At the end of the movie Jack, the central character, played by Robin Williams, gave a very sentimental speech in which he said: ''Please don’t worry so much, because in the end, none of us have very long on this earth. Life is fleeting…..’
I will be dead soon. Here's what I know
He was right, of course. While the ''three score years and 10'' quoted in the literary classics has become ''four score years and three to five’, life is still fleeting.
How often have we heard people ask where the time has gone, or lamented life going by faster and faster as they age?
But back to that speech. A little later in it, Jack implored his audience to ''make your life spectacular, I know I did!''
This is advice we have also heard many times. I recall a verse from Shakespeare’s Henry V, which went: ''In my youth I doth waste time, now time, in its infinite wisdom, doth waste me''.
Shakespeare's words should be a warning to us all.
My mother died suddenly at 78 from an aneurysm.
She woke at 5am with a headache and was dead before she had time to eat breakfast. I cannot recall the exact circumstance, but I do know that her father died in a similar way. Despite these genetic omens, I intend to die in my rocking chair on the front veranda of my farm.
I already have the rocking chair.
Don’t get me wrong. While I have no fear of, or concerns about death, I am booked up solidly for at least the next 20 years and have no plans to kick off anytime soon. In the meantime, I am using the chair as a comfortable place to read and listen to music while soaking up some sun.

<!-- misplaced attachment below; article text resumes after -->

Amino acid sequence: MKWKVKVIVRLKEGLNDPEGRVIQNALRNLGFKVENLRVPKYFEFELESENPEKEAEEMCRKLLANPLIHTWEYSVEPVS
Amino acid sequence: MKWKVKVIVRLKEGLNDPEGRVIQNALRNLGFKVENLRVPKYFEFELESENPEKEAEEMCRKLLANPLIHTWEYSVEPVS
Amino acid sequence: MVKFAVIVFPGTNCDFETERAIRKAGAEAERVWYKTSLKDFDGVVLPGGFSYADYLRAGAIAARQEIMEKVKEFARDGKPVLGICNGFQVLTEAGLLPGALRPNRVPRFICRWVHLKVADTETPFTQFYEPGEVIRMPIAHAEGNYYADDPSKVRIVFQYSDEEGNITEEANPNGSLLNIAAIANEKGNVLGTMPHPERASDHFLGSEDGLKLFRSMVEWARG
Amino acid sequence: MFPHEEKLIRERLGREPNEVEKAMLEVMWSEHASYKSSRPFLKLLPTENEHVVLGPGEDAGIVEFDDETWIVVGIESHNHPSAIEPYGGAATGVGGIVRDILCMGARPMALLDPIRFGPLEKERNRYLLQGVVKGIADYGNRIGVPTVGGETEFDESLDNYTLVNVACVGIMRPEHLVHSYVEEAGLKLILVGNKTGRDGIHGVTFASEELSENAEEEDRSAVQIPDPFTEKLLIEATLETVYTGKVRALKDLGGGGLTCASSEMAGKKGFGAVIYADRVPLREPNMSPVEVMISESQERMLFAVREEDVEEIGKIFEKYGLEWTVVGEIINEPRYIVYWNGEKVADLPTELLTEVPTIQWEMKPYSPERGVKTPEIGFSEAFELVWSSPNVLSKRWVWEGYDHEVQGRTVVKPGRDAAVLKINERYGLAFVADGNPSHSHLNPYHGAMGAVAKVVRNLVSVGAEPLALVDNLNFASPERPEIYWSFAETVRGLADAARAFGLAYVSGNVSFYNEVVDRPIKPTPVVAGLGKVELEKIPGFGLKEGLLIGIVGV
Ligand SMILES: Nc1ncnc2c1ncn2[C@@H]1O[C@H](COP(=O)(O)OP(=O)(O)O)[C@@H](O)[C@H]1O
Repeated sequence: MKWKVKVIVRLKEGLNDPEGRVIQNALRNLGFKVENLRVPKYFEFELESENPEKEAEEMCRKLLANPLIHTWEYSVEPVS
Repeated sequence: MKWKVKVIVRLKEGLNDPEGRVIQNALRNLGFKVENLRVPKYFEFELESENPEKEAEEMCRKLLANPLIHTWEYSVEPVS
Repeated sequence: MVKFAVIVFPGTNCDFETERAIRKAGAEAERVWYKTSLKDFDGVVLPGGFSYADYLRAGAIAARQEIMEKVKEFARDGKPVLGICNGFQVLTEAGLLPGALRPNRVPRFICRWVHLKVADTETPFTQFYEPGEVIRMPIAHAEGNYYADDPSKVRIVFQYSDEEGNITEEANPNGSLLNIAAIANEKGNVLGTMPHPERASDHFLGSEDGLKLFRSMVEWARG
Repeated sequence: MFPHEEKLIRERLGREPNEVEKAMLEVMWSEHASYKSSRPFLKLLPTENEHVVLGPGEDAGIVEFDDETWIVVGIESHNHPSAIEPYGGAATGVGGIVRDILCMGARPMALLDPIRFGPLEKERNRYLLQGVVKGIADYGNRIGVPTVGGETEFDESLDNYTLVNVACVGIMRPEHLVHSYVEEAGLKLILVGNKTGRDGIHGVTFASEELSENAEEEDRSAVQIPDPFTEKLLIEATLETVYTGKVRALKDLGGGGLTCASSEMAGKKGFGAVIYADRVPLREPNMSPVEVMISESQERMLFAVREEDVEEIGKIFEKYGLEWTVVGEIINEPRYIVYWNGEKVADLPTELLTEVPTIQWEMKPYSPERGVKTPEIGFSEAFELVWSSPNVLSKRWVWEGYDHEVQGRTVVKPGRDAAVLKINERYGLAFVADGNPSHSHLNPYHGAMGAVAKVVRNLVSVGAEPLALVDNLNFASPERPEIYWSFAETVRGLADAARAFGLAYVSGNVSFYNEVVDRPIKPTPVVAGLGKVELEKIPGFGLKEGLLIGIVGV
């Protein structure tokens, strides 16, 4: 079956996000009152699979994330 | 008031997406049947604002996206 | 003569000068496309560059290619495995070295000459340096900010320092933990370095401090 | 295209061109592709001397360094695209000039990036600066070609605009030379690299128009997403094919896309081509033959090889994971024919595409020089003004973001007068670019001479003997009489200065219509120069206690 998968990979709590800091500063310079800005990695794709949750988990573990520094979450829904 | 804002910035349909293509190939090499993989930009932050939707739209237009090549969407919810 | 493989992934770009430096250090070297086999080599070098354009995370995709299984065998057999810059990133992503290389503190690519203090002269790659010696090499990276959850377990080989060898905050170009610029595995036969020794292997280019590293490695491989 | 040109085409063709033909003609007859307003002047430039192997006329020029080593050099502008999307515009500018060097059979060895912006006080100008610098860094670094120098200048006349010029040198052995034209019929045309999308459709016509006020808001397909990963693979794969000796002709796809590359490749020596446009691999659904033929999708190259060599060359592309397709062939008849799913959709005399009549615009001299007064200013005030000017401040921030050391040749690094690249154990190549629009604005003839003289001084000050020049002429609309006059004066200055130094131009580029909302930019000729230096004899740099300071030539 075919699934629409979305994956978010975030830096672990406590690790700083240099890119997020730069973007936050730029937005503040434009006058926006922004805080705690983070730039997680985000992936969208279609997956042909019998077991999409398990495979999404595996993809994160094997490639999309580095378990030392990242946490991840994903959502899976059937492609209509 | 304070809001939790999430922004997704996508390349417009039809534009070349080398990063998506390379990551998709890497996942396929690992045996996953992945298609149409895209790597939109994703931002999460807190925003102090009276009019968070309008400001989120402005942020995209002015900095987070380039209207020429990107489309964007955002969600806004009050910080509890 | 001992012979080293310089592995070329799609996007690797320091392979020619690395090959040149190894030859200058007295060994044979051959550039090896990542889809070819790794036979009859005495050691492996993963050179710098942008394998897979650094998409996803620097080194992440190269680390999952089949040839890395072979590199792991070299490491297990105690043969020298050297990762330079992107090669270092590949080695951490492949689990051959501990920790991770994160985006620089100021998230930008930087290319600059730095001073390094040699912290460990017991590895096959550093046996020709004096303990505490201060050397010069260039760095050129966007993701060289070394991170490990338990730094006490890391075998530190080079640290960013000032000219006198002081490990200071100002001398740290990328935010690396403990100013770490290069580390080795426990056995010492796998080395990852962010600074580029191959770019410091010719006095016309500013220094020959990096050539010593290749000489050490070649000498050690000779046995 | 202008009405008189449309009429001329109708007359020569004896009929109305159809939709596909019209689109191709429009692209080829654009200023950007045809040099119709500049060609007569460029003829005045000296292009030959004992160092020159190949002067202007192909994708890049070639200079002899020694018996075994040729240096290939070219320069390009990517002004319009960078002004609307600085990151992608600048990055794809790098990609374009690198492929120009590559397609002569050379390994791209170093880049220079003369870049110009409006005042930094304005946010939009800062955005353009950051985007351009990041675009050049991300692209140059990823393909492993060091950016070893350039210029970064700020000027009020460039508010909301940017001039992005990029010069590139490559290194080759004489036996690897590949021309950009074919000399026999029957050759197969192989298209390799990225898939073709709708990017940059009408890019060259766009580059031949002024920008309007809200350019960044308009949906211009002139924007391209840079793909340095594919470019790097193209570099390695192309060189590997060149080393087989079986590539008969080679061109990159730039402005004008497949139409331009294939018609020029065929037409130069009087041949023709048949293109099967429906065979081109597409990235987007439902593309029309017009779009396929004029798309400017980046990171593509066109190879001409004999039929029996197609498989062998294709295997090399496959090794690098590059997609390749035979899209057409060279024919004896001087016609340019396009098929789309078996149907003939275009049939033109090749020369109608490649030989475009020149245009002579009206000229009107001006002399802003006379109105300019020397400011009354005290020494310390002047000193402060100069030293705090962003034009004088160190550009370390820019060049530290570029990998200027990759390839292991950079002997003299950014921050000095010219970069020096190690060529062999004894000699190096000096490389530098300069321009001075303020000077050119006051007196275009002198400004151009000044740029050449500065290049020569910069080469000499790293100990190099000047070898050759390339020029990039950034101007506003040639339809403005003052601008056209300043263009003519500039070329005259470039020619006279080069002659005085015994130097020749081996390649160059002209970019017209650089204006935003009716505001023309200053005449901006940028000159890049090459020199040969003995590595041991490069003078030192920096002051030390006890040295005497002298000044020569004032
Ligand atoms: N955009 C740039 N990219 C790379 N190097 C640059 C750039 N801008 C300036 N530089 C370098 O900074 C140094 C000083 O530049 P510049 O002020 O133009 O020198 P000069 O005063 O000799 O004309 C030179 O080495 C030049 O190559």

But the time will come when I sit in that chair for the last time. Leading up to that day, I will no doubt spend many hours reflecting on a fleeting life drawing to a close.
Many people probably reflect on their lives at this time, asking what they achieved, if they did all they could for the people and causes they cared about, and what they might have done differently.
These are all interesting questions and I will no doubt ask them.
But they are also entirely academic. Regardless of the answers, nothing can be changed. You can’t change the past and even if you could, the clock is ticking. Time is running out.
Further, I figure that If I have done my best in terms of living according to my values, these questions will be largely superfluous.
It seems to me, the only reasonable question at this time relates to whether there is anything still left to do. How can I best use the moments I have left?
While I have no evidence one way or the other, I am more than comfortable with the fact that after I die, I will be burned and that will be it. No afterlife for me. If I have done all that I should in this life, there should be no need for an afterlife.
I suspect that in those last days, hours, minutes and seconds, I will understand that there are only two things left to do, tell those who are still upright and dear to me that I love them, and most importantly, thank them for their role in making my life all that it could be.
Is there anything more important than saying thankyou?
My mother never got the opportunity and I never got the chance to say thankyou to her.
At the end of his speech in the movie Jack, Williams' character is ageing at an inordinate speed (due to a rare disease) and he is now very old, while his mother is still only in her 30s. He concludes by looking directly at her and saying: ''I made it mum, I’m a grown up, thankyou!''
I am not sure what this post says about me. It was harder than I thought to write but rewarding to finish, as writing so often is.
I hope it inspires someone else, perhaps you, to tell your story.